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Thursday, November 30, 2023
Nov. 30, 2023

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Halloween treats create sticky dental dilemma

Camas dentist: Let the kids eat, but set limits

By , Columbian staff writer

Dentists love Halloween, too.

And that’s not just because it can make them money. Dr. Ron Hsu, who runs Storybook Dental in Camas, considers Halloween one of his two favorite holidays — right up there with Christmas.

In the past, Hsu and his family have dressed up as characters from “Peter Pan,” “Curious George,” “Avatar,” and “The Last Airbender.”

Hsu has love for the holiday, but still recognizes it can do some damage to the teeth So he wrote a blog post on his website, outlining five tips for avoiding cavities on Halloween.

Yes, there is a way to enjoy your candy on Wednesday, and not worry too much about destroying your teeth. His advice is to let kids eat as much of their candy as they can on the first night.

He recommends letting children binge because it’s easier on teeth than eating candy in 20 to 30 minutes intervals.

“It’s OK for kids to go out and enjoy these things and come home and enjoy these treats,” Hsu said. Constantly dipping into the sweet stash would do more harm, he said.

Another thing Hsu does to lighten his kids’ treat bag is to reap some of the rewards himself, with his wife, Misty. They have five kids: Ethan,15, Mei-Ling, 13, Aiden,10, Nellie, 9, and Daniel, 2.

“Levy a Mommy tax and a Daddy tax, and shrink their haul down to a more manageable size,” Hsu wrote on his blog. “It teaches them about authoritarian regimes and the pain of paying taxes, along with removing a sizable portion of their tooth-damaging ammunition.”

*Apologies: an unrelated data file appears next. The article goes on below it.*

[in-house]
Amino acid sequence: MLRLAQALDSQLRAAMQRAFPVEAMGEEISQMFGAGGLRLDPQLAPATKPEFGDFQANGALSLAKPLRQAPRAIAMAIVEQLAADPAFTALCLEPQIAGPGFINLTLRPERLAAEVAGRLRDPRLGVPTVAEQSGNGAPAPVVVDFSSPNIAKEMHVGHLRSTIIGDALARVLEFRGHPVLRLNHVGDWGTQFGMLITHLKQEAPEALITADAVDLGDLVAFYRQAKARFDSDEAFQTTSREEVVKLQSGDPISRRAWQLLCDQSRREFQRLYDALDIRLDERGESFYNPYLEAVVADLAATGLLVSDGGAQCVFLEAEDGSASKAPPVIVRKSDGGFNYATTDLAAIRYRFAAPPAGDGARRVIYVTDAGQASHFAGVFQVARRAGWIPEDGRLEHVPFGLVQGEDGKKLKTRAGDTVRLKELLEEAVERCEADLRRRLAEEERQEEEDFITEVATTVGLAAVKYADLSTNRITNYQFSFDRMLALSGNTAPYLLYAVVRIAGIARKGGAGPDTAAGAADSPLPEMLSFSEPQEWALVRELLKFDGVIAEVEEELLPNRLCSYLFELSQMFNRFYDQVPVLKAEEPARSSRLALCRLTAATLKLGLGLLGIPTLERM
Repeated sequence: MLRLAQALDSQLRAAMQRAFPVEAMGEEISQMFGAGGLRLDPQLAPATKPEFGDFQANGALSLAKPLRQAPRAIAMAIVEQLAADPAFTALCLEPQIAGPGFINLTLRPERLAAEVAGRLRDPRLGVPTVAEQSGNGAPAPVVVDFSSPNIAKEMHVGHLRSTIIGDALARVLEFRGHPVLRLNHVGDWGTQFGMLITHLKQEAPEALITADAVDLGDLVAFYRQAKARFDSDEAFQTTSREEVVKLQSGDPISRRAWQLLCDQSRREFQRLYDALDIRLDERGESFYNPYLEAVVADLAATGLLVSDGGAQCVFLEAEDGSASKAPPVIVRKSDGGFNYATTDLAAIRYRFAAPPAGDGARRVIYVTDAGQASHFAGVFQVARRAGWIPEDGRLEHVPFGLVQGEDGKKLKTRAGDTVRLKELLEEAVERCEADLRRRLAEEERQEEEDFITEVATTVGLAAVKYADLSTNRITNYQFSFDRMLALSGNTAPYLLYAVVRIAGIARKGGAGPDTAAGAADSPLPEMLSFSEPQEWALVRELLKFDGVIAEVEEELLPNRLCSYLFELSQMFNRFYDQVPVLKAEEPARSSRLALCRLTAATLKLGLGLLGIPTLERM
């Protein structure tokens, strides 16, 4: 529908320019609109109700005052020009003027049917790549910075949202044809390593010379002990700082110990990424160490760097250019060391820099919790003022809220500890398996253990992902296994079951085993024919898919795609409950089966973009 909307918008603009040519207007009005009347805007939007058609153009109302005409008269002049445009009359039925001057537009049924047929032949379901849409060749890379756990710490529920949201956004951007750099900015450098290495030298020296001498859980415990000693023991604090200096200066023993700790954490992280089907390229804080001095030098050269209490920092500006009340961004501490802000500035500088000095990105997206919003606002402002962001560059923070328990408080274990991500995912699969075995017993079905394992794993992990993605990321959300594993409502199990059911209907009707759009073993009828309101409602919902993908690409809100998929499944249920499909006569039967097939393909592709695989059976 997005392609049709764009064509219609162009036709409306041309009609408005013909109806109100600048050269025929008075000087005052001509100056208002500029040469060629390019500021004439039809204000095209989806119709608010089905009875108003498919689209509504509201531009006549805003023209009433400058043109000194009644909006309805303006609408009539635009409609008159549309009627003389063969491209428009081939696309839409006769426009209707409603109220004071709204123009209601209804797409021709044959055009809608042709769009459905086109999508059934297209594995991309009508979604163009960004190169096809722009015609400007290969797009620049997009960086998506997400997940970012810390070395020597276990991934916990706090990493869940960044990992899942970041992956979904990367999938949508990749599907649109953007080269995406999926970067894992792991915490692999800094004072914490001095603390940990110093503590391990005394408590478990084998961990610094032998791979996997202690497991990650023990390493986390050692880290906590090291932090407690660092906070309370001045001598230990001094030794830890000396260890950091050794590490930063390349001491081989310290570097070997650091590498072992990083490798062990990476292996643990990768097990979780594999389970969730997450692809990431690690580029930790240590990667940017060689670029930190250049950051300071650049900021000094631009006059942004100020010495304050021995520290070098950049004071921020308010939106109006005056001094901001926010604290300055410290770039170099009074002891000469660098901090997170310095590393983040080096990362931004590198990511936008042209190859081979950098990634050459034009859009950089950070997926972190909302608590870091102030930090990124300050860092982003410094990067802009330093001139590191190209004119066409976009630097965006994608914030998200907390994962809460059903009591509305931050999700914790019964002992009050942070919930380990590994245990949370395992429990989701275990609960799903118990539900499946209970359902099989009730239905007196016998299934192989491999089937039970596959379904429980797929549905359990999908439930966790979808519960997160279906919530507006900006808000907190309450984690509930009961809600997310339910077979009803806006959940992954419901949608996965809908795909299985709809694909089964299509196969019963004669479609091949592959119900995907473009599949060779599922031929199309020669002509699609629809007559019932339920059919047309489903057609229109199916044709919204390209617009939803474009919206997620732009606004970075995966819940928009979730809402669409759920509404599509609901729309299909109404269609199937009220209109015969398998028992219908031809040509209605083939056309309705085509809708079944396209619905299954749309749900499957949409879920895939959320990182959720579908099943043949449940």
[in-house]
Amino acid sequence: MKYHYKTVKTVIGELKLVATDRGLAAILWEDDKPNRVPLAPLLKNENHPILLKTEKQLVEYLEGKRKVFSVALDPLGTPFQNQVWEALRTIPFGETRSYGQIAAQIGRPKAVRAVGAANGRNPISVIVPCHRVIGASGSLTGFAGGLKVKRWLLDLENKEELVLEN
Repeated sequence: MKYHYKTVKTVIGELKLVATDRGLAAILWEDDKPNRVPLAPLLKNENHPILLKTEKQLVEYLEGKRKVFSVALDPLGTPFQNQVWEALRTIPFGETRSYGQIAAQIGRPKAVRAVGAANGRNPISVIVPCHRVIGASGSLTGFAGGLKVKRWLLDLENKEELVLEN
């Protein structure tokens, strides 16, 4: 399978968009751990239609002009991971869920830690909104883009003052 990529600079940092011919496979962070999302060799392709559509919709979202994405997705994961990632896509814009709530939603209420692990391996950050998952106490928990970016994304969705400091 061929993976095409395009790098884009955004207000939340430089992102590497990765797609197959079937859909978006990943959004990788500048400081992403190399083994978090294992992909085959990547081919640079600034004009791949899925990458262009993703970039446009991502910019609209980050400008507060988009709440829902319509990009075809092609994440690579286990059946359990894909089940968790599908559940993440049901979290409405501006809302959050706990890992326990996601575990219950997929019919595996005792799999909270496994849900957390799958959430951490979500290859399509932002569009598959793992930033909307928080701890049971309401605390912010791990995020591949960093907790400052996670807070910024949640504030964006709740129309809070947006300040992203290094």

Hsu suggests letting kids binge on the candy because it will make them happy, and also because he believes they’ll eventually encounter a “sickening feeling” after over-indulging that might lead them to find binge-eating candy less appealing in the future. He also suggests checking or frisking kids so they don’t sneak candy into their room at bedtime — also make sure they floss and brush after the binge.

Hsu said he’ll generally pull out sticky and sour candy, which can be worse for teeth.

“In the business of making cavities, contact time matters,” Hsu wrote on his blog. “The longer the food residue sits on the teeth, the more likely that they will cause tooth enamel to dissolve and weaken.”

He also takes control of the candy after the first night, and dispensing the treats with the kids’ lunches or for one-off sittings, so they aren’t constantly snacking on candy throughout the day. After about a week to 10 days, if there are any leftovers, he’ll take the candy to work to share. And he suggests eating candy before dinner, mentioning that if people drink water and eat a salad after having the candy, it can help return the mouth to a more favorable pH environment.

As for those who will be passing out treats, Hsu did explain that nonsugar options such as toys or pencil erasers are available.

“Kids love it when they get something that’s totally different,” Hsu said.

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Columbian staff writer